Pushing out towards the limits, and finding the centre: the mystical vision in the work of Ursula K. Le Guin

Hoyle, Gisela Beate (1992) Pushing out towards the limits, and finding the centre: the mystical vision in the work of Ursula K. Le Guin. Masters thesis, Rhodes University.

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Abstract

This thesis explores the major novels of science fiction and fantasy writer, Ursula K. Le Guin: it follows her journey from her first imaginary country, Orsinia, through the inner lands of Earthsea and the outer spaces of the Hainish Ekumen to her Yin utopia in a future California and an Earthsea revisited. In each of these worlds she moves towards an experience of an inner, unified truth which is comparable to the ecstatic experience of the religious mystics and that of which T.S Eliot writes in his Four Quartets. Through her reading of the Taoist sages and the discovery of their perception of Life as a constant and ongoing process rather than as a series of isolated events or states, whether mystical or mundane, these worlds and planets become symbols of a way of life instead of static objects. In her medium, narrative, this way is embodied in the story: the movement towards that moment of enlightenment, which is revealed as the heart, the life-giving centre of each world. It is the home to which each journey returns. "True voyage is return' (The Dispossessed). Owing to this perception of the immanent (w)holiness of life, of the many, different realities, she moves from a serene Taoist equilibrium to an angry feminist rejection of the masculine, dualist, Western civilisation, in which Man has largely been perceived as a creature apart; apart from nature, a guest on this planet, belonging to another world. In her anarchist and feminist utopias she seeks a new spititual home, a less alienated identity for humankind. Despite this apparent "development", at the heart of aU her books there is that same joy in this, mortal life, the search for which she sees as the most essential of aU human pursuits. That, ultimately, is both source and subject of Le Guin's work; and each new world explored is a different manifestation of the joyful Tao, a celebration of life.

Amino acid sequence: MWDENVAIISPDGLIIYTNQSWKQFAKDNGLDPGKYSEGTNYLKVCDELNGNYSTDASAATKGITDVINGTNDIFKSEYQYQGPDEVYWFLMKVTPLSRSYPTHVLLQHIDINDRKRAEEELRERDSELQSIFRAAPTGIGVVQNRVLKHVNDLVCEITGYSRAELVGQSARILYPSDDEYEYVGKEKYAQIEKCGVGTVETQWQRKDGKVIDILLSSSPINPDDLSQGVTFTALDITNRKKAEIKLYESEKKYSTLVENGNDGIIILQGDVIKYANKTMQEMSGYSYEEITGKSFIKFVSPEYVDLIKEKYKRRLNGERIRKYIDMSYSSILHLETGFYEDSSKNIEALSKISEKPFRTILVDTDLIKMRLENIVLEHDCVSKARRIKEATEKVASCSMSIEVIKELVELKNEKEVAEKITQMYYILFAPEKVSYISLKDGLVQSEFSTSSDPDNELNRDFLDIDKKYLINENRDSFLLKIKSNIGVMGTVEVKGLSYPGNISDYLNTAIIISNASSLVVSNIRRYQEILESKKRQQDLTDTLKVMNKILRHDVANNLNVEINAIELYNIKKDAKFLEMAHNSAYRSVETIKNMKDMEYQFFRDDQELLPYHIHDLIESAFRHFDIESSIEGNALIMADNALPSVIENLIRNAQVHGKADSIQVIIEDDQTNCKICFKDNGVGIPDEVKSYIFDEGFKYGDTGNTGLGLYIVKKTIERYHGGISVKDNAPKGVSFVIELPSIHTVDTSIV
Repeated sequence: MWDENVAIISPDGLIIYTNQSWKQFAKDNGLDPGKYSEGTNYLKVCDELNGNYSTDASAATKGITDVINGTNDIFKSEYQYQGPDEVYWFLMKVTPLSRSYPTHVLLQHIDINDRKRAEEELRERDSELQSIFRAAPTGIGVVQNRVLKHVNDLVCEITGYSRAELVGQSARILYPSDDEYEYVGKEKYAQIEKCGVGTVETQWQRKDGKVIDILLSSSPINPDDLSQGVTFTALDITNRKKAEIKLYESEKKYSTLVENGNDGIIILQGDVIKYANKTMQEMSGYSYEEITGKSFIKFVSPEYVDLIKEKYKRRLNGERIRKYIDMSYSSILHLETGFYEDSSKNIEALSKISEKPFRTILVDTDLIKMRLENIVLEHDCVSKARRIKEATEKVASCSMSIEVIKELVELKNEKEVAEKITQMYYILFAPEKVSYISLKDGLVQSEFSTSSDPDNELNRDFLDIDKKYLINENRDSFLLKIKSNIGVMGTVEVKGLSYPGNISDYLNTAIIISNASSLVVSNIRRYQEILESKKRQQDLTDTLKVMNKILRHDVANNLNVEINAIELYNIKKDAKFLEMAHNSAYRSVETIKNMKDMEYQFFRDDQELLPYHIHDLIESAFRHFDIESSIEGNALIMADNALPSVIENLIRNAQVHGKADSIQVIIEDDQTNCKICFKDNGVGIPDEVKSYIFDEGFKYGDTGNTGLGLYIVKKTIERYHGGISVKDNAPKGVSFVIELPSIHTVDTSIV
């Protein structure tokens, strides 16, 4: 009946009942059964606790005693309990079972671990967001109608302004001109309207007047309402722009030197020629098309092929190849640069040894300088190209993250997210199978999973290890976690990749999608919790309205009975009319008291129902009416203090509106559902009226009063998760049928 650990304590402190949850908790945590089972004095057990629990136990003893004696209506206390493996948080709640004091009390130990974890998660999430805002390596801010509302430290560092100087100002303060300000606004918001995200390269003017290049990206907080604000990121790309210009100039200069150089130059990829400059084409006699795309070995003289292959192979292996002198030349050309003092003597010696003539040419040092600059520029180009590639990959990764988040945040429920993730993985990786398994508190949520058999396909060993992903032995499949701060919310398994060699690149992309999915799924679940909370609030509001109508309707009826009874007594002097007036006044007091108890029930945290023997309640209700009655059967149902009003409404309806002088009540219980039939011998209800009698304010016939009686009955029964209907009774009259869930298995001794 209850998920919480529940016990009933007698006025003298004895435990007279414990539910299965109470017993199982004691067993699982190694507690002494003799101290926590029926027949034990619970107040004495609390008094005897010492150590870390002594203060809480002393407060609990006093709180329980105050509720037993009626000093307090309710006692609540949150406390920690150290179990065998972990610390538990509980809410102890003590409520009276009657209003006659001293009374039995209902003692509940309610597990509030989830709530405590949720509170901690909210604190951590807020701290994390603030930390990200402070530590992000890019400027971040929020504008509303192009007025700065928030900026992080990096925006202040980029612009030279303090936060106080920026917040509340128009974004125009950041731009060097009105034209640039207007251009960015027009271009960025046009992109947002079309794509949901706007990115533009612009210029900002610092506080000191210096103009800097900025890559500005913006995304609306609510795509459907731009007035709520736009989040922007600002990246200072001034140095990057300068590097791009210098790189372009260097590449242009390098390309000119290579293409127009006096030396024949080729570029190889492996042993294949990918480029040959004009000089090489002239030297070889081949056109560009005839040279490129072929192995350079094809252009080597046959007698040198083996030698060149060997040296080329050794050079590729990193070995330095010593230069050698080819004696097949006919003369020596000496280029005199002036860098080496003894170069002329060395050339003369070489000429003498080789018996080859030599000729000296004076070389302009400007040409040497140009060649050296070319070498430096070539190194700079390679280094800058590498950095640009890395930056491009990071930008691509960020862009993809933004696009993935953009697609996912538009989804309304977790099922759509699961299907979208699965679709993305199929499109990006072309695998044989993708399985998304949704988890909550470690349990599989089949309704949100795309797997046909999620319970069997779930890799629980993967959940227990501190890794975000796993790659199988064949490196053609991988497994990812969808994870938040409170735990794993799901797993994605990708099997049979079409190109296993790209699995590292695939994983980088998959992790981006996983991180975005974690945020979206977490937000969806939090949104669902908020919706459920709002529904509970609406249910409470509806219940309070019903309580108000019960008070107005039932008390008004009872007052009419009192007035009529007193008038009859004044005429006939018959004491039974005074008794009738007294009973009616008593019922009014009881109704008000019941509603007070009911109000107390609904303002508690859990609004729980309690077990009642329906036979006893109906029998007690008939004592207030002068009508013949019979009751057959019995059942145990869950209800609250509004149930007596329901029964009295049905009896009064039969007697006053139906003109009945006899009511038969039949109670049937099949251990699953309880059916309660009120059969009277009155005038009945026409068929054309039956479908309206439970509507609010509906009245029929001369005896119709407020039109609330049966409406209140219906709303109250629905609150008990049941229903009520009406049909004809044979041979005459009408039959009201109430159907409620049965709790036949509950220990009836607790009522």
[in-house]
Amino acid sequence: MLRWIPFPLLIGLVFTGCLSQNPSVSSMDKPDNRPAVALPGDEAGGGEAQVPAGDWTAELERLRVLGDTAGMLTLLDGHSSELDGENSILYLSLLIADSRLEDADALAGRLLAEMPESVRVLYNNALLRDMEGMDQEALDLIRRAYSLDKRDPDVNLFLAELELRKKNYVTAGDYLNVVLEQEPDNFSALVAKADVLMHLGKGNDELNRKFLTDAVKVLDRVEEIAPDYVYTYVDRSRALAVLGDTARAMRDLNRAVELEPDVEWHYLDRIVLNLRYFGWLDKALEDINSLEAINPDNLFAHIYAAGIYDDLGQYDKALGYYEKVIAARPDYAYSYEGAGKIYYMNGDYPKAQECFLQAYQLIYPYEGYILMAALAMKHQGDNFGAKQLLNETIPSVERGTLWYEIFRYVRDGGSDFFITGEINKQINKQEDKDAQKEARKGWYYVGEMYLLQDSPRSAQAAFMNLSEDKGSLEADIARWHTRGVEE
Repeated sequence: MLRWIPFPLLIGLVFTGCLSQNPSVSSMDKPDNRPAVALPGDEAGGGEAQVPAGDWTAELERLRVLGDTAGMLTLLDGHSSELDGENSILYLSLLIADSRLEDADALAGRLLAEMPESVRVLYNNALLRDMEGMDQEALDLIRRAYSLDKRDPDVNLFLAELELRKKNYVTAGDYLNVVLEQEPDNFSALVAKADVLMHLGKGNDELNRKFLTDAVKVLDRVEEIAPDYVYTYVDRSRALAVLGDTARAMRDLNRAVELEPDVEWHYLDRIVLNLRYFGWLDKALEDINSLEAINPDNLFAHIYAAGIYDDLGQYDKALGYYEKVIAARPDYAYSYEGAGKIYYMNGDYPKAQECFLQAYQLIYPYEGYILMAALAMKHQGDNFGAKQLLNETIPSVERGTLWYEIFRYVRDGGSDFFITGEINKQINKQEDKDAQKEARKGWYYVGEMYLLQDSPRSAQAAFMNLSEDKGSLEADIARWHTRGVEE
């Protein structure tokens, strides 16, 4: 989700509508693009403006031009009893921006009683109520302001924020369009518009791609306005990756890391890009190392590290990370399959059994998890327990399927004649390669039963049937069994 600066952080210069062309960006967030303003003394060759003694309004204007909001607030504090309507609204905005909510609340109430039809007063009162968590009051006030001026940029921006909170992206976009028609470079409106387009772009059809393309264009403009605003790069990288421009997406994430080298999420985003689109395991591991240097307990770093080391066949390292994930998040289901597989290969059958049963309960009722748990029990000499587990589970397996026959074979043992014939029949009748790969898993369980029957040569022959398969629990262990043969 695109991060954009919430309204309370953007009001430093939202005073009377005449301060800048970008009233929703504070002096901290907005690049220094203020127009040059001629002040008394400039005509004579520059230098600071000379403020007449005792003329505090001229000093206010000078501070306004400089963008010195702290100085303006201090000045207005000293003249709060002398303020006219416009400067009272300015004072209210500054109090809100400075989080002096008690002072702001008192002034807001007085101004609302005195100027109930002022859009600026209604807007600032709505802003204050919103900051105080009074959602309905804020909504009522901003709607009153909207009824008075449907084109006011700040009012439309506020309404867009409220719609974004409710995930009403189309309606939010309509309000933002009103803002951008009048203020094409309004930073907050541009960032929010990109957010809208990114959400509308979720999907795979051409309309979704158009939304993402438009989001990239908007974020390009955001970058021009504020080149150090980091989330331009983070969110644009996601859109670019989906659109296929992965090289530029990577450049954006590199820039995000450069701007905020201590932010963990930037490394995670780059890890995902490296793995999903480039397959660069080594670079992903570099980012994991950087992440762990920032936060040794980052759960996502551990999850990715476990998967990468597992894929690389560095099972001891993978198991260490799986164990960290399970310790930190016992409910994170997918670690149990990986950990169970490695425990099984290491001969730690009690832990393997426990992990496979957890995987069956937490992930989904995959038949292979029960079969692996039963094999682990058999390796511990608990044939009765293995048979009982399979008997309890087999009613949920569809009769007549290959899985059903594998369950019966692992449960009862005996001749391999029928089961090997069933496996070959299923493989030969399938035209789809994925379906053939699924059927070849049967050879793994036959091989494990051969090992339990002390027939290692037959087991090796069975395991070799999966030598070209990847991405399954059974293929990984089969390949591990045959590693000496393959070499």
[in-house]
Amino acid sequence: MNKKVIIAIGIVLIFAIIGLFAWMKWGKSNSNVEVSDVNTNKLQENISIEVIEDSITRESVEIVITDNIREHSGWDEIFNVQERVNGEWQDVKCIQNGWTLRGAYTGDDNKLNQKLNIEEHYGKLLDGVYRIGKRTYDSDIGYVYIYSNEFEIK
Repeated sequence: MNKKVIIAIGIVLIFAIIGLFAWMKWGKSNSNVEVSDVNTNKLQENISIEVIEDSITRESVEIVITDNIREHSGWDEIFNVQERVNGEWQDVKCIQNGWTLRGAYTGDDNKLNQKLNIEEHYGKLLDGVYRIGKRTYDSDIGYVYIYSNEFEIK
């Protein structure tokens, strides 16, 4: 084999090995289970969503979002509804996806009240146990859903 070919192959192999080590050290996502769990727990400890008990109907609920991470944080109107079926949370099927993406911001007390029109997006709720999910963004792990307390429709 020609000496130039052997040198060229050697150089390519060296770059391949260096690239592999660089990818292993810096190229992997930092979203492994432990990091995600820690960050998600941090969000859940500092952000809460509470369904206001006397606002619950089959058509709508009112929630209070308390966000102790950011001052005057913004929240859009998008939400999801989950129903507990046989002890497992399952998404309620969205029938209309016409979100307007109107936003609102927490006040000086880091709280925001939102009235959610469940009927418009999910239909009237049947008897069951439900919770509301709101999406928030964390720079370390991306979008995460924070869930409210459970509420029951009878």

Item Type:Thesis (Masters)
Uncontrolled Keywords:Novels, Science fiction, Fantasy, Ursula K. Le Guin, Truth, Daoism, Tao, Enlightenment, Feminism, Anarchism, Civilisation, Utopia
Subjects:P Language and Literature > PR English literature
Divisions:Faculty > Faculty of Humanities > English
Supervisors:Morgan, Arthur
ID Code:4181
Deposited By: Philip Clarke
Deposited On:07 Dec 2012 06:15
Last Modified:07 Dec 2012 06:15
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